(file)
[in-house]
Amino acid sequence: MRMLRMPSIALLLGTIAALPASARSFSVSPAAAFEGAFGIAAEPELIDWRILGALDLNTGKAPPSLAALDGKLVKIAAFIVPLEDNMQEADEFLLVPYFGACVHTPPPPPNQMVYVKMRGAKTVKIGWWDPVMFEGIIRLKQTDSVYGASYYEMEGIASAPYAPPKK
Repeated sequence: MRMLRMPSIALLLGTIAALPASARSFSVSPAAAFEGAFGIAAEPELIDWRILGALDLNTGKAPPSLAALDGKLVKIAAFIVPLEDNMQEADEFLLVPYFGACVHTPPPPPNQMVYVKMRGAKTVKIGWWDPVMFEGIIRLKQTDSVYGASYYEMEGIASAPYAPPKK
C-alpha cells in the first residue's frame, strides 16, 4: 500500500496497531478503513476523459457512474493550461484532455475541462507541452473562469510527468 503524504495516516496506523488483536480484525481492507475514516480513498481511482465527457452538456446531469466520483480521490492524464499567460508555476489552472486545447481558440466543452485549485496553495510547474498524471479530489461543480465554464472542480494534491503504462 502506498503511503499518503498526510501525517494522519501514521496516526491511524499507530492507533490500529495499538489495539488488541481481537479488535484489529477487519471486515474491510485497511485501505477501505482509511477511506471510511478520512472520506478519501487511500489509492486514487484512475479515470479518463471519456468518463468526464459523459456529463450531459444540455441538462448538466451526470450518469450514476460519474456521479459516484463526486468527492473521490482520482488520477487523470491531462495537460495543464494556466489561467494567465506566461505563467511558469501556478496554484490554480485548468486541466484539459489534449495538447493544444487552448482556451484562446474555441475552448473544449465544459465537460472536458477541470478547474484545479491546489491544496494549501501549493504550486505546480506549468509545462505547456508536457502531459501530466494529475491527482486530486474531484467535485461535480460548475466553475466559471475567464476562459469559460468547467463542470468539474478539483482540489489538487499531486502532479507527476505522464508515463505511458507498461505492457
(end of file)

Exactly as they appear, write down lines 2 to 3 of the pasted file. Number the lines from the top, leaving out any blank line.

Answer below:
Amino acid sequence: MRMLRMPSIALLLGTIAALPASARSFSVSPAAAFEGAFGIAAEPELIDWRILGALDLNTGKAPPSLAALDGKLVKIAAFIVPLEDNMQEADEFLLVPYFGACVHTPPPPPNQMVYVKMRGAKTVKIGWWDPVMFEGIIRLKQTDSVYGASYYEMEGIASAPYAPPKK
Repeated sequence: MRMLRMPSIALLLGTIAALPASARSFSVSPAAAFEGAFGIAAEPELIDWRILGALDLNTGKAPPSLAALDGKLVKIAAFIVPLEDNMQEADEFLLVPYFGACVHTPPPPPNQMVYVKMRGAKTVKIGWWDPVMFEGIIRLKQTDSVYGASYYEMEGIASAPYAPPKK